What size bell is right for me?

Lets face it... weights are an investment.  They aren't cheap and most people can't afford to have a collection the same size as the studio does in their living room.  The most common question people ask is what size bell should I buy?

My response is almost always the same:  HEAVY! 

Which usually provokes a confused stare and a nervous laugh from whomever I just said that too. But here's the thing... I'm serious! 

So lets take a hot minute to talk about WHY I give this answer. 


1) Because bells are an investment and I don't want to see you outgrow the bells you just bought. 

      If you buy the bell you can currently press and consistently use it you will not only outgrow your bell quickly but your progress is going to halt.  What are you working towards if you can already press that bell for 10 reps.  So next you'll press it for 12 then 15 then 25 .... all you're doing is increasing the amount of time you have to workout for to continue to get results.  Now there are places and people who will tell you that volume training is good for your endurance, yada yada and that's great.  I won't necessarily tell you it's wrong, just that it's a method I practice scarcely as I genuinely prefer to spend less time working out and more time with my kids. 

2) Because there is a lot you can do with a heavy bell - you just don't know it yet! 

    Many of our signature kettlebell moves are actually designed to move heavier weight than you think.  Turkish getups and windmills for instance are the most beneficial to you as you start increasing your weight.  Now that's not to say that you will pick up and perform these moves with a heavy bell the first time you try them. You need to learn how to properly execute them, BUT the goal is to eventually perform these moves with a heavy bell.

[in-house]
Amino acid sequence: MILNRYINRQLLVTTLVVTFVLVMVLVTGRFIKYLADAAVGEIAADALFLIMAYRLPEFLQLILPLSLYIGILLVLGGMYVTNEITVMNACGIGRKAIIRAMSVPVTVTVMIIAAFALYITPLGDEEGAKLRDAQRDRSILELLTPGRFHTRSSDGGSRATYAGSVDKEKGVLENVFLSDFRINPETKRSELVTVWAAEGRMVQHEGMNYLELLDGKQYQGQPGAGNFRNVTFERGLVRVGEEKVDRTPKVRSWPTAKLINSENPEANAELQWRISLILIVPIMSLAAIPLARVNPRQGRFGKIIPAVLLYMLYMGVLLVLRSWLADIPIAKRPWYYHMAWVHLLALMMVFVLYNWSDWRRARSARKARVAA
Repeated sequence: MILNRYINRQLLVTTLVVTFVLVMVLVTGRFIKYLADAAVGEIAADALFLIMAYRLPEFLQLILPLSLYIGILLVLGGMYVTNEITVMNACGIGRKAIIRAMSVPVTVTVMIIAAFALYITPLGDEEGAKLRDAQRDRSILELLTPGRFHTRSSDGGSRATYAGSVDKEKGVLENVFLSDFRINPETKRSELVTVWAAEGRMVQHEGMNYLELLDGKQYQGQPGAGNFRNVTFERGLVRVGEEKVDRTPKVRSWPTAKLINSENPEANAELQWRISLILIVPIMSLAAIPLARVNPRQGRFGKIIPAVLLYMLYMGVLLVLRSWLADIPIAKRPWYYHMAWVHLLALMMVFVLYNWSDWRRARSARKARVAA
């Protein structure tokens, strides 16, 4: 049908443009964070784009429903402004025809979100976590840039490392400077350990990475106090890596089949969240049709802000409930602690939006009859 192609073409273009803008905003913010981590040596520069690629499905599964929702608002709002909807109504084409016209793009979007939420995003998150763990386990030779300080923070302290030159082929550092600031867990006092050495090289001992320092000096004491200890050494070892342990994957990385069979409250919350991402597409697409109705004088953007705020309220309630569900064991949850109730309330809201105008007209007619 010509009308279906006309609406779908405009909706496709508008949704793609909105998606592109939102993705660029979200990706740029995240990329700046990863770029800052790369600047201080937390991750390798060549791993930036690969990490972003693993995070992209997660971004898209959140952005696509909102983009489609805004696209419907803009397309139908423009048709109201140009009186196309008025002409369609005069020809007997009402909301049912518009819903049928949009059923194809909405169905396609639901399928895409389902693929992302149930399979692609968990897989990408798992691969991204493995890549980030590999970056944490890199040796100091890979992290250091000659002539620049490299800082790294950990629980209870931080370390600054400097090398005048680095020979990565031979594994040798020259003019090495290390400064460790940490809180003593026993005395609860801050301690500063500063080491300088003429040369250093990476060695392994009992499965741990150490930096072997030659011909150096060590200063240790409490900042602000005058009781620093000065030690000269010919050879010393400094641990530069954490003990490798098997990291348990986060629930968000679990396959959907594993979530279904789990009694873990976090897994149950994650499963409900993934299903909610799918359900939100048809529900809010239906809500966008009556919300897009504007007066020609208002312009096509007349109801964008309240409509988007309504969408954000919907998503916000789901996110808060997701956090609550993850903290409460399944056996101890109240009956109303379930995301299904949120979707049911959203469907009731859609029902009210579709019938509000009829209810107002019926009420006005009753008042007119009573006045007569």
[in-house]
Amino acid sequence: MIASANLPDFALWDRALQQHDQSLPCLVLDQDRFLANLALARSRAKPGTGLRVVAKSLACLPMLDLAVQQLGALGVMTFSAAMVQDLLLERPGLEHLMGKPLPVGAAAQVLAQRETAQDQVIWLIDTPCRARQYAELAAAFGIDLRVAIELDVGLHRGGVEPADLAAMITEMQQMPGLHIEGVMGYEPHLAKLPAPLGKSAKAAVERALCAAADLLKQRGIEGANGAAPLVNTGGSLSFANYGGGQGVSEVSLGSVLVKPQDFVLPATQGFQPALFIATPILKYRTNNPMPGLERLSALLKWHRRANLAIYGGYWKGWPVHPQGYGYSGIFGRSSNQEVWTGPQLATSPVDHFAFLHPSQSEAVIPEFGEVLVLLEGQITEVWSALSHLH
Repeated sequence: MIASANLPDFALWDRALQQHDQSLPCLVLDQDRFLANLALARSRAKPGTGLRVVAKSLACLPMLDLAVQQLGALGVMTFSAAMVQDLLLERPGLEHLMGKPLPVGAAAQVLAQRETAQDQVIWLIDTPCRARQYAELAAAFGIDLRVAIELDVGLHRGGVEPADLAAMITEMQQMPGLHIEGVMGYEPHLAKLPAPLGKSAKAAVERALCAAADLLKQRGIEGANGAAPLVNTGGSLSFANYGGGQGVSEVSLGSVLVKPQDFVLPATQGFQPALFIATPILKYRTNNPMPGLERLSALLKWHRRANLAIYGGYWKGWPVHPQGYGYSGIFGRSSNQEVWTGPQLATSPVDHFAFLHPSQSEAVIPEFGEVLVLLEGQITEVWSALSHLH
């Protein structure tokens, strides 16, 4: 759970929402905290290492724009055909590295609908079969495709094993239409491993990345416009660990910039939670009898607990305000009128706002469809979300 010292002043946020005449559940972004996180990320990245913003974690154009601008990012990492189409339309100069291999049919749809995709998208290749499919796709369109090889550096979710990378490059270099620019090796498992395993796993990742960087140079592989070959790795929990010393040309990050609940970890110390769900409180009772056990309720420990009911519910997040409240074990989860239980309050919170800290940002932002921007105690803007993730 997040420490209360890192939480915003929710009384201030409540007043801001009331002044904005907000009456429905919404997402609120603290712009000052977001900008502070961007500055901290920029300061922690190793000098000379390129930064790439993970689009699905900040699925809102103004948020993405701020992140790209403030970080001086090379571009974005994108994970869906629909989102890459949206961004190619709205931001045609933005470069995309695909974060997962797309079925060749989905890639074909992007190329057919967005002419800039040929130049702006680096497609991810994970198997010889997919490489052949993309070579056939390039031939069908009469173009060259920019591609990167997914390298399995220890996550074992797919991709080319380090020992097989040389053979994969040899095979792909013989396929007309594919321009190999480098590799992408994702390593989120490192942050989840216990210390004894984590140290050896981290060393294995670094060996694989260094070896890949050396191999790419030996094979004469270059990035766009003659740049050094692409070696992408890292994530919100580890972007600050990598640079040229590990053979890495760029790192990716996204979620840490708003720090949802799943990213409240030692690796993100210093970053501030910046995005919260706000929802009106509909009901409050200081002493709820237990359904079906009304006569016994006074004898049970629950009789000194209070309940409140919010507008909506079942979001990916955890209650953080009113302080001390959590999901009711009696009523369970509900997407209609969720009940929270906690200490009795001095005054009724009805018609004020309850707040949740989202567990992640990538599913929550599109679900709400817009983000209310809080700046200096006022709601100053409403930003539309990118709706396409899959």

3) Because when you start getting strong, your life will change in ways you didn't imagine

       The emotional transformation that takes place as you get stronger is incredible.   Its actually one of my favorite pieces of coaching- witnessing that transformation as clients begin to blossom and their confidence begins to take a whole new level.  

4) Because even if all you can do is swing it, that alone is a REALLY good workout! 

       Its good for your glutes, your lungs, your abs.  Simply swinging {consistently & correctly} will absolutely offer you body comp changes! 

If you're still trying to decide what you would do with a heavy bell that you can't press overhead yet- here is a quick workout you could try:

Start your stop watch, you are going to work for :40 seconds and rest for :20.
 {That means if your timer is working you are starting every time the minute hits :01 and resting every time it hits :41
Farmer Carry
Core Hold
Two handed chest press
(if you are able - if not that's totally ok, just skip it)

That is just a FEW of the moves you can hit with a heavy bell.... this list goes on and on, and as you grow into your heavy bell you start taking these moves to the next level.  Ex: Single leg deadlifts, single leg squats, overhead carry, overhead press, windmills, turkish getups

So the very last question is: what does "heavy" mean?  I suggest starting with a weight that is 15 (to 20) pounds HEAVIER than your single arm press!  Yes that's right.... so if you can press a 20 (to 25) pound bell overhead I would go with a 40 pound bell.  If you are starting at 10-15 pounds that you can press over head then I would settle in with a 30 to 35 lb bell.  I know this still leaves a lot of room, because ultimately I want you to choose a bell that although it may slightly intimidate you, you are comfortable with.


If you try any of these, let me know!  If you take the chance and buy a heavier bell and need more ideas, shoot me an email over at: Tabitha@VitalityBuffalo.com